446time stamp from t1: it may be equal or I<less>.
75d5269b 447
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448=back
449
450=head1 EXAMPLES
451
452 use Time::HiRes qw(usleep ualarm gettimeofday tv_interval);
453
454 $microseconds = 750_000;
70cf0185 455 usleep($microseconds);
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456
457 # signal alarm in 2.5s & every .1s thereafter
70cf0185 458 ualarm(2_500_000, 100_000);
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459 # cancel that ualarm
460 ualarm(0);
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461
462 # get seconds and microseconds since the epoch
70cf0185 463 ($s, $usec) = gettimeofday();
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464
465 # measure elapsed time
466 # (could also do by subtracting 2 gettimeofday return values)
467 $t0 = [gettimeofday];
468 # do bunch of stuff here
469 $t1 = [gettimeofday];
470 # do more stuff here
471 $t0_t1 = tv_interval $t0, $t1;
0be47ac6 472
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473 $elapsed = tv_interval ($t0, [gettimeofday]);
474 $elapsed = tv_interval ($t0); # equivalent code
475
476 #
477 # replacements for time, alarm and sleep that know about
478 # floating seconds
479 #
480 use Time::HiRes;
481 $now_fractions = Time::HiRes::time;
482 Time::HiRes::sleep (2.5);
483 Time::HiRes::alarm (10.6666666);
0be47ac6 484
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485 use Time::HiRes qw ( time alarm sleep );
486 $now_fractions = time;
487 sleep (2.5);
488 alarm (10.6666666);
489
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490 # Arm an interval timer to go off first at 10 seconds and
491 # after that every 2.5 seconds, in process virtual time
492
493 use Time::HiRes qw ( setitimer ITIMER_VIRTUAL time );
494
36d6c396 495 $SIG{VTALRM} = sub { print time, "\n" };
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496 setitimer(ITIMER_VIRTUAL, 10, 2.5);
497
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498 use Time::HiRes qw( clock_gettime clock_getres CLOCK_REALTIME );
499 # Read the POSIX high resolution timer.
0f0eae2c 500 my $high = clock_gettime(CLOCK_REALTIME);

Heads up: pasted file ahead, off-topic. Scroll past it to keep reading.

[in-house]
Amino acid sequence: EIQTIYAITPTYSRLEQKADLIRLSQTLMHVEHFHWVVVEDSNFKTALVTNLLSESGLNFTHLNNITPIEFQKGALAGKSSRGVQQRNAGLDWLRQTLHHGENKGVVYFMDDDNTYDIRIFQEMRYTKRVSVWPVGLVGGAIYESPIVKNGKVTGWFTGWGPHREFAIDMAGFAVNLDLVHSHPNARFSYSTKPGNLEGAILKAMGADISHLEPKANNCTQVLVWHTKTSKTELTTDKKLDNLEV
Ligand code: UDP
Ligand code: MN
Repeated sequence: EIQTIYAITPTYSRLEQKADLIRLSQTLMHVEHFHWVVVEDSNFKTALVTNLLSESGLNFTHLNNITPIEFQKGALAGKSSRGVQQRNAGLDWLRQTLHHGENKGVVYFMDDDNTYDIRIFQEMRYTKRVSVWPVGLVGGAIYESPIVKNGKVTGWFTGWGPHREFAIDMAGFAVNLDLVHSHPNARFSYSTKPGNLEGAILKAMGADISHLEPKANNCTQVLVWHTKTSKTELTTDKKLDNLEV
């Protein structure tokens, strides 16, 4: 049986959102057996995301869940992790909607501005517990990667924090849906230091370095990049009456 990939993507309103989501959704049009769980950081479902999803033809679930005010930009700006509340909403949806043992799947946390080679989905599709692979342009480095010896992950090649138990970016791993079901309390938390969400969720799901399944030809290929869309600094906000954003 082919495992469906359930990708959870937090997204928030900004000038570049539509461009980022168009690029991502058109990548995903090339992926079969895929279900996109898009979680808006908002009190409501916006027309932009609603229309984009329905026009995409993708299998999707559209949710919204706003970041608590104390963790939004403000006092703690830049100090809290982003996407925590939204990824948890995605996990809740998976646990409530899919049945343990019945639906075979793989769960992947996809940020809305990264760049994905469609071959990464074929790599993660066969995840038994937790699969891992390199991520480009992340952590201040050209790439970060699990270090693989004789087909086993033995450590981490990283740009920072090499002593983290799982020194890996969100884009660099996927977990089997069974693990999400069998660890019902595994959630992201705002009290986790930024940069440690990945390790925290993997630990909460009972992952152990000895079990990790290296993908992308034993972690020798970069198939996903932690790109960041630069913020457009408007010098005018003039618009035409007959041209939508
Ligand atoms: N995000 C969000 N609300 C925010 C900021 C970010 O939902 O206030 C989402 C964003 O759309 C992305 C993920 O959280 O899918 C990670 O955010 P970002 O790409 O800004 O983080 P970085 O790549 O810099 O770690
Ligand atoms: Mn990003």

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501 # But how accurate we can be, really?
502 my $reso = clock_getres(CLOCK_REALTIME);
ced84e60 503
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504 use Time::HiRes qw( clock_nanosleep TIMER_ABSTIME );
505 clock_nanosleep(CLOCK_REALTIME, 1e6);
506 clock_nanosleep(CLOCK_REALTIME, 2e9, TIMER_ABSTIME);
507
508 use Time::HiRes qw( clock );
509 my $clock0 = clock();
510 ... # Do something.
511 my $clock1 = clock();
512 my $clockd = $clock1 - $clock0;
513
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514 use Time::HiRes qw( stat );
515 my ($atime, $mtime, $ctime) = (stat("istics"))[8, 9, 10];
516
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517=head1 C API
518
519In addition to the perl API described above, a C API is available for
520extension writers. The following C functions are available in the
521modglobal hash:
522
523 name C prototype
524 --------------- ----------------------
120b53f9 525 Time::NVtime NV (*)()
06252d99 526 Time::U2time void (*)(pTHX_ UV ret[2])
dcf686c9 527
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528Both functions return equivalent information (like C<gettimeofday>)
529but with different representations. The names C<NVtime> and C<U2time>
dcf686c9 530were selected mainly because they are operating system independent.
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531(C<gettimeofday> is Unix-centric, though some platforms like Win32 and
532VMS have emulations for it.)
dcf686c9 533
6937b144 534Here is an example of using C<NVtime> from C:
dcf686c9 535
120b53f9 536 NV (*myNVtime)(); /* Returns -1 on failure. */
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537 SV **svp = hv_fetch(PL_modglobal, "Time::NVtime", 12, 0);
538 if (!svp) croak("Time::HiRes is required");
539 if (!SvIOK(*svp)) croak("Time::NVtime isn't a function pointer");